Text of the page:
Below you will find links to green interior design articles written and published by Claire Labreche and by other contributing authors. Find new topics and headlines about eco-friendly streamlines.

I will also find new materials LEED products and make review of them here.

All of these articles can be reprinted as long as the author's resource box at the end of each article, including links to their blog or website, stays intact. This ensures the author is given credit for their work.

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Reading a decoration magazine last weekend, my designer’s eyes noticed several green ecology color adds offering socially responsible products or services. I understood rapidly that some of those advertisements where in fact, a marketing and communication subterfuge to get my attention.

Greenwashing is a way to dress in green which has nothing to do with the protection of the environment. Futerra agency has identify 10 signs of green’s disinformation in their very informative greenwashing guide. Before buying an eco-friendly building material, I do some research by telephone or in person with a sale representative and those are the questions I ask to help me take a decision:

* This product has been on the market for how long? (reliability) * Where does it come from? (transportation) * Why is it eco-friendly? (contents—transformation—finition) * What are the guaranties offered? (durability—environmental effect) * Eco-friendly product’s proof? (real and certification’s facts) * Cost?

A brief web’s research for the product and users reviews on web's forums will guide me into a better final opinion. So, be careful and ask questions before you buy...and make sure that it is not a ‘’greenwashing’’ product.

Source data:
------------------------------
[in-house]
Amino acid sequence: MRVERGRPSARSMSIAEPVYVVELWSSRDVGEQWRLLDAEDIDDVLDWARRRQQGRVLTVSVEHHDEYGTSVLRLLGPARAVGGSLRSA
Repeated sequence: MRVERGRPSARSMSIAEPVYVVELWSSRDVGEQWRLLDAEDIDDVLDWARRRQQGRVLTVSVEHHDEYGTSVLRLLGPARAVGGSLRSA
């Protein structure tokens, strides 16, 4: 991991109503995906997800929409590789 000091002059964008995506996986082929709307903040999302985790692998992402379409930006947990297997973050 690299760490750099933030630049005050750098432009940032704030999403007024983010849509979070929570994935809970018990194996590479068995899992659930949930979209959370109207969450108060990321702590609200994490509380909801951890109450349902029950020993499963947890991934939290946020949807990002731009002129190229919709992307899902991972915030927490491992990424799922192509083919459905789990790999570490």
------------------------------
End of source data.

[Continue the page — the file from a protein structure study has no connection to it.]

Going green is to express respect for the air, the water and the human being within his environment.


Top 10 Green Home Innovations

The last decade has seen a sharp increase in people who are interested in conserving energy and preserving the environment by living “green.” There are many things you can do to reduce your carbon footprint and help make the earth a better place for future generations. Here are a few suggestions.

Going Solar Adding solar panels to your home is one of the most important things you can do to reduce your carbon footprint. All electricity has to come from somewhere, and burning fossil fuels like coal or oil produces most of it. Converting to solar power may seem expensive, but government incentives have led many installation companies to offer payment plans that are roughly equal to your monthly electric bill. After you’ve paid off your solar panels, you can “harvest” the extra energy you produce and actually watch your electric meter run in reverse.

Heating and Cooling Heating and cooling expenses account for the largest portion of most homeowner’s energy bills. Replacing old or outdated furnaces and air conditioning units can increase energy efficiency and lower costs. Geothermal heating is cutting-edge technology that uses natural currents from within the earth to heat your home. Although expensive, it is undoubtedly the wave of the future.